There are weeks when the Steam Charts surprise us! There are weeks when interesting new and old games reappear, pushing out the dreary regulars! And then mostly there are weeks like this one, where it’s so depressingly bland that it starts raining outside the moment you glance at it. Not good rain, just bland drizzle.
So those are the weeks when we do Amazing Fish Facts!
You just haven’t got your head around how big a whale shark is. So don’t just let this wash over you: on the internationally recognised scale for big things, bus length, whale sharks measure one bus long. Picture it! PICTURE THE BUS, STEVE.
They’re the largest fish in the world, and because nature loves a lark, despite being sharks big enough to take over the world, only eat teeny tiny plankton. And fish eggs. They’ll hang around waiting for fish to spawn, then swoop in for that baby fishy goodness.
Oh, and here’s a thing – I’m going to make you glad that baby whale sharks die. Because when they give birth, which they do to live young, there are 300 of them. If they all survived, with a creature so large as to avoid most predation, they’d take over the universe. (Tragically though, they’re endangered, their population dropping 63% over the last 75 years.)
9. The Forest
The wingspan of a manta ray is up to 7 metres wide! An adult human stands with room to spare in the space of one metre, meaning seven adults could stand comfortably across the wings of a manta ray. They shouldn’t. That would be awful. But the fact is they could.
Like the whale shark (see Rust, obviously), their massive size is not married with a massive threat. Unlike pretty much every other ray, their tails are not weaponised, and they too chow down on itty bitty plankton. Oh, and their brain-to-body ratio is the largest of any fish, meaning they’re almost definitely plotting.
And they can fly! For a bit. They leap out of the water and soar for a bit, and it’s said that scientists don’t know why. But that’s because they’re thinking like scientists. Giant brain, jumping and gliding is ace: they’re having fun.
I know what you’re wondering. You’re wondering which is the fastest fish. It’s the sailfish. You can stop wondering now.
70mph! (You may notice a peculiar mix here of metres and miles, centimetres and feet – this is because I went to school in the UK in the 1980s when we were taught an insane muddle of metric and imperial, and thus it shall ever be in my awful brain.) Their braking distance must be lethal.
A pet dwarf seahorse would be a constant source of fear. Not because it presents any danger, but because of just how much it doesn’t. It’s said to be the slowest fish of all, moving at a top speed of a hair-raising 1.5 metres per hour. Which is to say, they move so slowly as to be almost imperceptible.
As a person whose house has recently become occupied by a fish tank, every morning now contains the ritual of checking for any dead ones. The boy has hugely improved his counting by totalling up the movers to check they’re all still there. Having a dwarf seahorse would be awful for this! FISH FACT.
I think when it comes to fish-tool hybrids, the hammerhead shark gets way too much attention, and we’re far too prone to forgetting about the sawfish.
Because not only does it have that spectacular “flattened rostrum” (as they insist upon calling it) for a spiky nose, but are nonchalantly one of the largest fish there is. At over 7m, we’re venturing on needing buses to compare them to.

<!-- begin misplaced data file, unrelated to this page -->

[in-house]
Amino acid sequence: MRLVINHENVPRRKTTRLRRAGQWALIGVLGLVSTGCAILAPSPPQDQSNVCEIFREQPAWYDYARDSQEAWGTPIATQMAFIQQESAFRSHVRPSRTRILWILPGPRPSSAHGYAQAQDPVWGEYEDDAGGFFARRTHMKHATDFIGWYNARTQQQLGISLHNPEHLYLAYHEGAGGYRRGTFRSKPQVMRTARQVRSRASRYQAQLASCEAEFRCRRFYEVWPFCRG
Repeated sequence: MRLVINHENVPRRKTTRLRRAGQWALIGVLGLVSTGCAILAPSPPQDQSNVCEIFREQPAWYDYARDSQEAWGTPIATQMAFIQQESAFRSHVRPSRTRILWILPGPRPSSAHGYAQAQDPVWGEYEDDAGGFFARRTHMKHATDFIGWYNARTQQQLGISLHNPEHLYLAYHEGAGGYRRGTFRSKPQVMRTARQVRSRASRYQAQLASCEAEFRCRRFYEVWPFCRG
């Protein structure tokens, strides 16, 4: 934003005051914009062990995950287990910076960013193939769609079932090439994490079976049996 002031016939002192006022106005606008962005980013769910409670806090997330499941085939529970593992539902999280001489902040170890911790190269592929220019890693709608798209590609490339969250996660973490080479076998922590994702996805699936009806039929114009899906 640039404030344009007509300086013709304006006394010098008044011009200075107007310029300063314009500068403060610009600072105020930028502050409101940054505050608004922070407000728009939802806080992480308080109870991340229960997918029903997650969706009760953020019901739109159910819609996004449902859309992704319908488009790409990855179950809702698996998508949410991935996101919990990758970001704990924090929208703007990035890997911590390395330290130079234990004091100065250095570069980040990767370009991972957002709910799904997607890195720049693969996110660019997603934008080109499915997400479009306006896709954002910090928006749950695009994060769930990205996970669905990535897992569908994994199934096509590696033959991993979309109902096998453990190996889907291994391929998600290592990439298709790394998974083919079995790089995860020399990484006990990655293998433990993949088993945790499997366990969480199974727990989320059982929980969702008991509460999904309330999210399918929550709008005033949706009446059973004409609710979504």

But best of all is to stop and think about the fact that all those spikes on its saw-like nose aren’t barbs or spines; they’re TEETH. Well, OK, that’s sort of not true. But a bit true. The real truth is even cooler. They’re modified dermal denticles, which is what shark skin is made of. But they’re called “denticles” for a reason – every placoid scale on a shark’s skin has a pulp cavity, blood supply, and is covered in dentine! That’s teeth! Sharks’ skin is made of teeth! So when the sawfish then modifies that substance into a proper old spike, they’ve sort of taken the concept that vertebrates use and repurposed them as teeth. And that’s bloody marvellous.
Oh, and they’re a type of ray! And their saws have electroreceptors that can detect heartbeats in creatures hiding under the sand.
The moonfish is a fish based on children’s drawings of what they think fish look like. If goldfish were the size and shape of car tyres. They’re also called “opah”, which would make them the greatest thing to be able to order from a Greek restaurant.
Super-weirdly, they’re warm-blooded fish. They have warm hearts! And perhaps even more strange, people barely know anything about them. They’re like the fish that nature documentaries forgot.
The ocellated icefish has no haemoglobin in its blood.
I’m completely obsessed with this song, We Real Cool We, by a band called Your Headlights Are On, about whom I can find nothing. They appeared with this one album in 2011, and disappeared without even a Wikipedia page.
The queen parrotfish (that’s the species – they don’t have an established monarchy of which we’re currently aware) secretes a mucus cocoon at bedtime. (How is there not a “wet dream” joke here? Is John OK? Is he broken? -Ed)
Before they go to bed, mucus comes out of their mouths and envelops their entire body. Like your mum does.
They also make new sand. I mean, literally, they swallow rocks and poo out sand.
Plainfin midshipmen hum.
Humming is obviously a monstrous act for any human to do, second only as a public atrocity to whistling. While all human public hummers/whistlers should be immediately put to death, for the plainfin it’s part of their mating ritual.
They can hum for up to an hour. Presumably after this, even fish ask them to bloody stop it.
The Steam Charts are compiled via Steam’s internal charts of the highest grossing games on Steam over the previous week.